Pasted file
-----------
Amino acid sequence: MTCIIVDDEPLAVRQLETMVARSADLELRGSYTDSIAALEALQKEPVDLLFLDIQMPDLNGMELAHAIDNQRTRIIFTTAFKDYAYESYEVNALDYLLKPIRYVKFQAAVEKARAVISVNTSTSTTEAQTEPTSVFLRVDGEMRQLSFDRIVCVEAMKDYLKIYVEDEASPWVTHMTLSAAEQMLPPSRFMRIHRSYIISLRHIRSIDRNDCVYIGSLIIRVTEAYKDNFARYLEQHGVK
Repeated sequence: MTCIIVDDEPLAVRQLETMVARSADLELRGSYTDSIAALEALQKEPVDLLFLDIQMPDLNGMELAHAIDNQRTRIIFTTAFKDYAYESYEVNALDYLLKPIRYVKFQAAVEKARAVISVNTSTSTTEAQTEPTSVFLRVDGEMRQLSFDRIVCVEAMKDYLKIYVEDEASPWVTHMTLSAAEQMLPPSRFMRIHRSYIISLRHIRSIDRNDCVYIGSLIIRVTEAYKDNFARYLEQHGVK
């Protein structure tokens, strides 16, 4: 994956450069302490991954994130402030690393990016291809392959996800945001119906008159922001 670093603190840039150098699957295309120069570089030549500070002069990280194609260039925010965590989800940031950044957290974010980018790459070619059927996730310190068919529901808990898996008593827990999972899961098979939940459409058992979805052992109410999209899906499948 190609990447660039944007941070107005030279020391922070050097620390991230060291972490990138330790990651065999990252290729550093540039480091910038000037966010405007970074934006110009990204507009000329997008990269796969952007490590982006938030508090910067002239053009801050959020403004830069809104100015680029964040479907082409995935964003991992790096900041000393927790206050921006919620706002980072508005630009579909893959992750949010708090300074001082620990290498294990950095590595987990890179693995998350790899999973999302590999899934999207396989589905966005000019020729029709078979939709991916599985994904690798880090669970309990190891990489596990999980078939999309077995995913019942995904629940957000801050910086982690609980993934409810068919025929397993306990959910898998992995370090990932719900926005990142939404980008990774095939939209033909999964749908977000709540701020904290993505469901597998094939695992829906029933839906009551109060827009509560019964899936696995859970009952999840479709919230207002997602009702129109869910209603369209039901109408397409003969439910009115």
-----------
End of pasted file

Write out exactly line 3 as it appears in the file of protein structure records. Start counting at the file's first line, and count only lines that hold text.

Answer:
């Protein structure tokens, strides 16, 4: 994956450069302490991954994130402030690393990016291809392959996800945001119906008159922001 670093603190840039150098699957295309120069570089030549500070002069990280194609260039925010965590989800940031950044957290974010980018790459070619059927996730310190068919529901808990898996008593827990999972899961098979939940459409058992979805052992109410999209899906499948 190609990447660039944007941070107005030279020391922070050097620390991230060291972490990138330790990651065999990252290729550093540039480091910038000037966010405007970074934006110009990204507009000329997008990269796969952007490590982006938030508090910067002239053009801050959020403004830069809104100015680029964040479907082409995935964003991992790096900041000393927790206050921006919620706002980072508005630009579909893959992750949010708090300074001082620990290498294990950095590595987990890179693995998350790899999973999302590999899934999207396989589905966005000019020729029709078979939709991916599985994904690798880090669970309990190891990489596990999980078939999309077995995913019942995904629940957000801050910086982690609980993934409810068919025929397993306990959910898998992995370090990932719900926005990142939404980008990774095939939209033909999964749908977000709540701020904290993505469901597998094939695992829906029933839906009551109060827009509560019964899936696995859970009952999840479709919230207002997602009702129109869910209603369209039901109408397409003969439910009115």